8:32am: My son runs up the driveway as the bus approaches. I give both kids a swift kiss, tell them I love them and to have a good day. As my son walks away I realize he never did brush his hair. I feel awful that a frustrated Mom is the last thing my kids see before they leave me for the day.
One day I realized that I was giving all of my time and attention to my son, while my daughter, who is ready on time nearly every day, got practically none. In fact, I would often drag her into the drama by asking her to go check on my son. I had tried everything I could think of: rewards, punishments, threats, coaxing, begging, yelling. We had fallen into a rut and things had to change. I needed give my daughter the attention she deserved and for my son to be accountable for his own actions.
I came up with a sly, new plan. As I tucked my son into bed the night before the plan went into effect, I told him that in the morning I would wake him up only once. “How many times will I wake you up?” I asked. “Once,” he replied. Okay, I had confirmation. We were on the same page.
The next day I did as I said. I woke my son once and reminded him that this was his only wakeup call. I went downstairs and started getting breakfast and lunch ready. When my daughter came downstairs, I didn’t ask her about my son. Instead, I thanked her for getting ready so quickly and enjoyed chatting with her while she ate breakfast and I packed lunchboxes.
I’ll readily admit, I felt a pang of guilt that I wasn’t checking on my son, but I was also enjoying my reduced-stress morning.
I knew the minute my son woke up; I could hear him tearing around upstairs. When he finally came down at 8:10am (40 minutes after I woke him up), he looked completely panicked as he explained that he had fallen back to sleep. I calmly offered him breakfast. He ate without fooling around and headed back upstairs at 8:20am to finish getting ready.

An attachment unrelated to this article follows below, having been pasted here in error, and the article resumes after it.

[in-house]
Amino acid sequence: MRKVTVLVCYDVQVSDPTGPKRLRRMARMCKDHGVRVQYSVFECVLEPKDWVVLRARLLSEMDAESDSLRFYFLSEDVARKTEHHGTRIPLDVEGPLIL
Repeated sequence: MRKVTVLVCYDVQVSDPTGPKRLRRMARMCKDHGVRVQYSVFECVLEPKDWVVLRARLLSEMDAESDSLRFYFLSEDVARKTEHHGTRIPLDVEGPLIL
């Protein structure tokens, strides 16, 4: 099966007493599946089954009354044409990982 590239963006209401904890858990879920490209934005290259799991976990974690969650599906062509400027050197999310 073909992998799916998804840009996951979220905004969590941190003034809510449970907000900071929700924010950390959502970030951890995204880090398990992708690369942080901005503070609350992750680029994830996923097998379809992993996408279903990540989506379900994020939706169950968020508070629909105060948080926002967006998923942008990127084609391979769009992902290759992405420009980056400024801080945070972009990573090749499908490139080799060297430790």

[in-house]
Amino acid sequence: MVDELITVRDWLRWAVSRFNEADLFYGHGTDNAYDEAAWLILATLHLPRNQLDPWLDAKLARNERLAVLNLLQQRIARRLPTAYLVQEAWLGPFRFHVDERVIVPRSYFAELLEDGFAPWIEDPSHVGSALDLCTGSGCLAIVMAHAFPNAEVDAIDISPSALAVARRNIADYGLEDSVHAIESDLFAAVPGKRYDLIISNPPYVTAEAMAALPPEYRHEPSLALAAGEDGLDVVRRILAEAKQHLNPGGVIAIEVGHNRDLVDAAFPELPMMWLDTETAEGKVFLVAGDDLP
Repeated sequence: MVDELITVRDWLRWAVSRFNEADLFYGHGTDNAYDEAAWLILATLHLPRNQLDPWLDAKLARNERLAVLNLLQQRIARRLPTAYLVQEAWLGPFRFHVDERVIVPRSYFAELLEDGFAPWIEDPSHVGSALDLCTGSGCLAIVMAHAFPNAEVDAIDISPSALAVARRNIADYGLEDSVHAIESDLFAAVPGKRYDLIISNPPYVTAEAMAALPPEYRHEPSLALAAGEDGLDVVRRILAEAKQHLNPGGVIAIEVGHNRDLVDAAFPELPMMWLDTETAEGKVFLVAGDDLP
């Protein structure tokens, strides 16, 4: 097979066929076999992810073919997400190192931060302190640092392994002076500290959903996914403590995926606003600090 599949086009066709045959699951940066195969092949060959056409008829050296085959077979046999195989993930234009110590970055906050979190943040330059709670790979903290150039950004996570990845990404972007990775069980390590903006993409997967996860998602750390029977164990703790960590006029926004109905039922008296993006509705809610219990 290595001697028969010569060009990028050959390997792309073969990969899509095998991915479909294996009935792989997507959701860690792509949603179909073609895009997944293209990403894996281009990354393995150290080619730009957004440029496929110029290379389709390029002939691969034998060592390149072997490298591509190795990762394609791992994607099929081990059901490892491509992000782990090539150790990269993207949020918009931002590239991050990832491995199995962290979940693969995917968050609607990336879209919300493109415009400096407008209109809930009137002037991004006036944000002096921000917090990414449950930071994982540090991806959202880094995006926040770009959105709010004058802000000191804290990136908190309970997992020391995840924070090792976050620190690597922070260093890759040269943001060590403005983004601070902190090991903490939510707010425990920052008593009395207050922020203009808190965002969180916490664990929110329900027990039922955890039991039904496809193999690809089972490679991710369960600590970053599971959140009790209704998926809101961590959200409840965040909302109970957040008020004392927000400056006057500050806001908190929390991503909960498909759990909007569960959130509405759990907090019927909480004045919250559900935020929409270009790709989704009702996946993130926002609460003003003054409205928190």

My son wasn’t downstairs yet when my daughter and I headed out the door to catch the bus. It was hard not to give in to my guilt and remind him the bus was coming. When next I saw him, he was running up the driveway as the bus pulled away. He was crestfallen when he realized he had missed the bus. I gave him a hug and told him it was okay and that I was sure he wouldn’t miss the bus tomorrow.
When we got back inside, I turned to my son and asked, “So, how are you getting to school?” Shocked he replied, “Aren’t you going to drive me?” I said, “Sure, but I charge a dollar for a ride to school. If you’re going to treat me like a taxi service, keep in mind that taxi drivers get paid.” He stood there staring at me while he absorbed this information. Slowly his eyes filled with tears and the waterworks began. I couldn’t believe how upset he got about parting with that dollar. This was one of those times when I wanted to cry and laugh at the same time. I hated seeing my son so upset, but I was also thrilled that I had finally come up with a consequence that impacted meant something to him.
Still crying, my son went to his room and returned with a dollar. I (only somewhat) guiltily took his dollar and put it in my pocket, then we left for school.
I returned from the trip to school feeling encouraged and reenergized. Tomorrow would be the true test.
The next day when I woke my son, he immediately got out of bed, got dressed and came downstairs for breakfast. The rest of the morning went just as smoothly. As I turned and walked away from the bus, I pumped my fist in the air, “Yes!”
This is an original post to jerseymomsblog.com.